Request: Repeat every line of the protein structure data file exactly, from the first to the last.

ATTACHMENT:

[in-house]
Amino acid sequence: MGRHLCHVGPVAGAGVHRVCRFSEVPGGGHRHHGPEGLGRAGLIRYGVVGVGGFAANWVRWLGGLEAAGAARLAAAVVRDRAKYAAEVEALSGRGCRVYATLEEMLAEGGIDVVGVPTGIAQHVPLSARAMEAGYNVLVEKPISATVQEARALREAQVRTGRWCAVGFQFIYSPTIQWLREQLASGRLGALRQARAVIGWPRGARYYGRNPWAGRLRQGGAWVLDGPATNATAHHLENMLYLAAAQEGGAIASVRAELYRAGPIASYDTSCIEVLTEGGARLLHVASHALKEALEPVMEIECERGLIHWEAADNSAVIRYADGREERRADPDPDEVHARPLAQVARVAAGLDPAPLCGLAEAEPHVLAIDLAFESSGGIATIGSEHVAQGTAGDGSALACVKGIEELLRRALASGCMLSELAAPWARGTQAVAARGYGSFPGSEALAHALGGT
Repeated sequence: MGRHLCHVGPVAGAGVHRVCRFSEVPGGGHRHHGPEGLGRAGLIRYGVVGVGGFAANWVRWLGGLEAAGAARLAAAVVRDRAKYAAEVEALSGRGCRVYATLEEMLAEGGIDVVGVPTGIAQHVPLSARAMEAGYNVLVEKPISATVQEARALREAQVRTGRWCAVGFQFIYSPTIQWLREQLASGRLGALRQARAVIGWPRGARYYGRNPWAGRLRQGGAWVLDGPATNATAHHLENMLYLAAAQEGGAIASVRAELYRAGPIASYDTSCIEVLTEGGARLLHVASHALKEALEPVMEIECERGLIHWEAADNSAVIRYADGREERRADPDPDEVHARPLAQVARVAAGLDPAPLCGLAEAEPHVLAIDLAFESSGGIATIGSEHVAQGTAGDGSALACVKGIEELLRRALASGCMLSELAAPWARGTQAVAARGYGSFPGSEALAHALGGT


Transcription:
[in-house]
Amino acid sequence: MGRHLCHVGPVAGAGVHRVCRFSEVPGGGHRHHGPEGLGRAGLIRYGVVGVGGFAANWVRWLGGLEAAGAARLAAAVVRDRAKYAAEVEALSGRGCRVYATLEEMLAEGGIDVVGVPTGIAQHVPLSARAMEAGYNVLVEKPISATVQEARALREAQVRTGRWCAVGFQFIYSPTIQWLREQLASGRLGALRQARAVIGWPRGARYYGRNPWAGRLRQGGAWVLDGPATNATAHHLENMLYLAAAQEGGAIASVRAELYRAGPIASYDTSCIEVLTEGGARLLHVASHALKEALEPVMEIECERGLIHWEAADNSAVIRYADGREERRADPDPDEVHARPLAQVARVAAGLDPAPLCGLAEAEPHVLAIDLAFESSGGIATIGSEHVAQGTAGDGSALACVKGIEELLRRALASGCMLSELAAPWARGTQAVAARGYGSFPGSEALAHALGGT
Repeated sequence: MGRHLCHVGPVAGAGVHRVCRFSEVPGGGHRHHGPEGLGRAGLIRYGVVGVGGFAANWVRWLGGLEAAGAARLAAAVVRDRAKYAAEVEALSGRGCRVYATLEEMLAEGGIDVVGVPTGIAQHVPLSARAMEAGYNVLVEKPISATVQEARALREAQVRTGRWCAVGFQFIYSPTIQWLREQLASGRLGALRQARAVIGWPRGARYYGRNPWAGRLRQGGAWVLDGPATNATAHHLENMLYLAAAQEGGAIASVRAELYRAGPIASYDTSCIEVLTEGGARLLHVASHALKEALEPVMEIECERGLIHWEAADNSAVIRYADGREERRADPDPDEVHARPLAQVARVAAGLDPAPLCGLAEAEPHVLAIDLAFESSGGIATIGSEHVAQGTAGDGSALACVKGIEELLRRALASGCMLSELAAPWARGTQAVAARGYGSFPGSEALAHALGGT